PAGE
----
UAB Medicine

February 10, 2010

CCT Jet Is First US Aircraft Over Cuba in 50 Years

UAB Synopsis, Vol. 29, No. 06, February 10, 2010

On a January 13 flight to carry a survivor of the earthquake in Haiti to a Miami hospital, UAB Hospital’s Critical Care Transport (CCT) jet became the first US aircraft in several decades to make an official flight through Cuban airspace.

After the earthquake occurred on January 12, US officials made requests of Cuba to allow implementation of a special medical evacuation route over its airspace, although the two countries are still at odds over the US trade embargo and other actions put into place years ago to protest Cuba’s human rights and political record.

The base commander at Guantanamo Bay sought a waiver from a Cuban military officer with whom he has regular meetings across the minefield that separates the 45-square-mile base from Cuba proper. The flight route had been negotiated over many years by the US military to expedite medical aircraft flights out of Guantanamo Bay in disaster situations. US diplomats also contacted the Cuban foreign ministry to discuss "this important humanitarian cooperation.''

The three-member UAB medical crew cared for an American serviceman injured in the earthquake-sparked collapse of a Port-au-Prince hotel. The patient, who was on the hotel’s fifth floor, had suffered bone fractures and other injuries. CCT Medical Director Kevin S. Barlotta, MD, says the patient was stable and conscious during the flight from a hospital at US Naval Station Guantanamo Bay on the southeastern tip of Cuba, to which he had been evacuated after the disaster.

He says the trip was medically uneventful, with no emergency interventions required, but the prospect of flying through Cuban airspace “did pique our interest.”

Dr. Barlotta, assistant professor of emergency medicine, says that although Cuban and US authorities had agreed on a flight path across Cuba, no craft actually had taken that more direct course to Miami. “We saved 20 to 30 minutes of flight time, which could be important in critical medical transports,” he says.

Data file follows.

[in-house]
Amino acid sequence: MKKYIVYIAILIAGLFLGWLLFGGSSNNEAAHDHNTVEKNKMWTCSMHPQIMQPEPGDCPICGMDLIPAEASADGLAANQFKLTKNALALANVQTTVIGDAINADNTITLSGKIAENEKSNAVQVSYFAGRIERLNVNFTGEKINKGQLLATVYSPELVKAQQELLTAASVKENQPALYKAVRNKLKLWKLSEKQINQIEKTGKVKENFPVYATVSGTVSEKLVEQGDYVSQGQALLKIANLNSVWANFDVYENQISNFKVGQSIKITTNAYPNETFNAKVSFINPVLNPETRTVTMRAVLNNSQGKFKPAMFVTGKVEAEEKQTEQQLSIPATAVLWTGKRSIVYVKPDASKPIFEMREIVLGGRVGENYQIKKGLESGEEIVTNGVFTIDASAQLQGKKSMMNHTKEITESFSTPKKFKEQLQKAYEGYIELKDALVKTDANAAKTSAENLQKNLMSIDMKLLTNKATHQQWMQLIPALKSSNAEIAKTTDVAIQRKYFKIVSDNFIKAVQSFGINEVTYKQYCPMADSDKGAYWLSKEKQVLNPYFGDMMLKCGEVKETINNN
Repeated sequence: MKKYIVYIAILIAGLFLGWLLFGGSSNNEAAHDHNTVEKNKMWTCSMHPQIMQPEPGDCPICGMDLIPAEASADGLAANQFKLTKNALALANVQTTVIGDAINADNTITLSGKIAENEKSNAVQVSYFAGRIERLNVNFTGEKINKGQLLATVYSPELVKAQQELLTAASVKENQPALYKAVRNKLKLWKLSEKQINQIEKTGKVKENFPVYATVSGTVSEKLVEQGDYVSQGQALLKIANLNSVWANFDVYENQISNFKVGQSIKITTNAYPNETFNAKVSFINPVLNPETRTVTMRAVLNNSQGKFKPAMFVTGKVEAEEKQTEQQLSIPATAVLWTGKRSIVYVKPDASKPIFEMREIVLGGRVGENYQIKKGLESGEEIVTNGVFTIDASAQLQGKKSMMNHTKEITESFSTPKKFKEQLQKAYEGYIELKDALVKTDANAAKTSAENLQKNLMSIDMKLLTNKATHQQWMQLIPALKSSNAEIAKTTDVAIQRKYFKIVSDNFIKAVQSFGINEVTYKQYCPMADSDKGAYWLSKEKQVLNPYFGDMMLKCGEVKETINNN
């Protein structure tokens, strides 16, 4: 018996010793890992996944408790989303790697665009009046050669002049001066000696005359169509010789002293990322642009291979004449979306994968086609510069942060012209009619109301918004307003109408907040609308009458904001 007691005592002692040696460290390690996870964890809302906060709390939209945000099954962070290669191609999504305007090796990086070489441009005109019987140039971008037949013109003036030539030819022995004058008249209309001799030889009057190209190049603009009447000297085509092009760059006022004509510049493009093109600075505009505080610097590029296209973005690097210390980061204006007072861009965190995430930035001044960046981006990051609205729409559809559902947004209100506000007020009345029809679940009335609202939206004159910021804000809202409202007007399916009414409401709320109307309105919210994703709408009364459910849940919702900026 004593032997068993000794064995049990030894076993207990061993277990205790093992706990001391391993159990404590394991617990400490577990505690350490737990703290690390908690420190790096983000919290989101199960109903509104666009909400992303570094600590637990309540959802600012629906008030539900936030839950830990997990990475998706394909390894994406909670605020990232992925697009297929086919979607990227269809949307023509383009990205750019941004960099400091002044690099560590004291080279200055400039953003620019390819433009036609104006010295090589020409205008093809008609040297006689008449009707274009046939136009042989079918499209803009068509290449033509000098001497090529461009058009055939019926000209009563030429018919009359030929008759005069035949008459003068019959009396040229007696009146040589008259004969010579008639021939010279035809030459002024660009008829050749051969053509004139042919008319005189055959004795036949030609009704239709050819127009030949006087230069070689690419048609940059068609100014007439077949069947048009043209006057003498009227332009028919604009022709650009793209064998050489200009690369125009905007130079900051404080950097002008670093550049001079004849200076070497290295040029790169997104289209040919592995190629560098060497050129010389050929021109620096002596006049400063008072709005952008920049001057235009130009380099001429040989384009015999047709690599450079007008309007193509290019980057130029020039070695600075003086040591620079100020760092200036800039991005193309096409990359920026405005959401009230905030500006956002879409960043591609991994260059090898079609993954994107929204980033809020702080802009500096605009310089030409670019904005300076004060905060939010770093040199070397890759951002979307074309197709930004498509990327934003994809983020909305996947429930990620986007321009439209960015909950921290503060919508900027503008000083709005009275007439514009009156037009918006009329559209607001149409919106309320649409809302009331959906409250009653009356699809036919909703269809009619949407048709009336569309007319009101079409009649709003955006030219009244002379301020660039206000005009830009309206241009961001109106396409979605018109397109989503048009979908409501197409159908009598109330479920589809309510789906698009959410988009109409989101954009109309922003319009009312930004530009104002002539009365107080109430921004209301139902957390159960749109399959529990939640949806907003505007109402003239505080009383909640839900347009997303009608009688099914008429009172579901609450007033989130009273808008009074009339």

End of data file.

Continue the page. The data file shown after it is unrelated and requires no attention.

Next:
Other CCT staff on the flight team were nurse John W. Doriety Jr, RN, and respiratory therapist Regena L. Bragwell, RRT.

CCT Director Laura Lee Demmons, RN, MBA, says the flight was originated by Lifeguard Transportation Services, the vendor that provides pilots for and manages UAB’s Cessna Citation Bravo jet aircraft. “Lifeguard’s own aircraft and staff were overburdened by the needs in Haiti, so they contracted with us for the transport from Guantanamo Bay to Jackson Memorial Hospital in Miami,” she says. “I was told this flight makes us not only the first medical aircraft, but the first US aircraft, period, with permission to fly through Cuban airspace in close to half a century.”

Chief pilot Lewis E. Hitt took the flight, with copilot Justin Koenig. In an e-mail message, Hitt said, “Normal arrival and departure to Guantanamo Bay requires aircraft to follow a route around the eastern end of Cuba and take care not to enter Cuban airspace. In addition, air traffic controllers at Guantanamo Bay provided landing instructions, which required a tighter-than-normal turn because the runway was so close to the Cuban boundary.”

While the UAB CCT team stabilized the patient in the naval base medical facility, Hitt wrote, “I was told by airfield personnel of a medivac [medical evacuation] route that would take us over Cuba and save us some time. I was not eager to try it since it had never been used. I was assured it had been in the works for a long time and everyone was eager to use it.”

Hitt continued, “I still wasn’t sold on the idea, but about an hour later I received a call and the base commander expressed to me how important it was to them, and to Cuba, for us to try it. The route had been negotiated and in place for years, but there had never been an emergency like the earthquake in Haiti to justify its use. We were told this route would save us 20 to 30 minutes, so I agreed to try it.

“After takeoff and a tight turn to miss the airport boundary again, were told to contact Havana, which responded to our first call. The controller was very fluent in English and very friendly. He cleared us to our next location fixes and offered us any altitude we wanted. We were going toward 17,500 feet as we entered Cuban airspace. This allowed us to easily clear the 7000-foot mountain ranges that we were approaching but couldn’t see. We made our reports to Havana as we crossed the fixes, just as they had requested, and all was going well,” he wrote in his e-mail.

As the aircraft neared US airspace Hitt contacted Miami air traffic center and received clearance to land at the airport there. “Everything was back to normal,” he wrote. “A few minutes later we heard another medivac aircraft inbound to Guantanamo say they were about to join the route over Cuba that we had just left — but they were the second ones to use the route — we were the first!”

Since then, the route has been used by multiple medical emergency flights from Guantanamo Bay and from Haiti.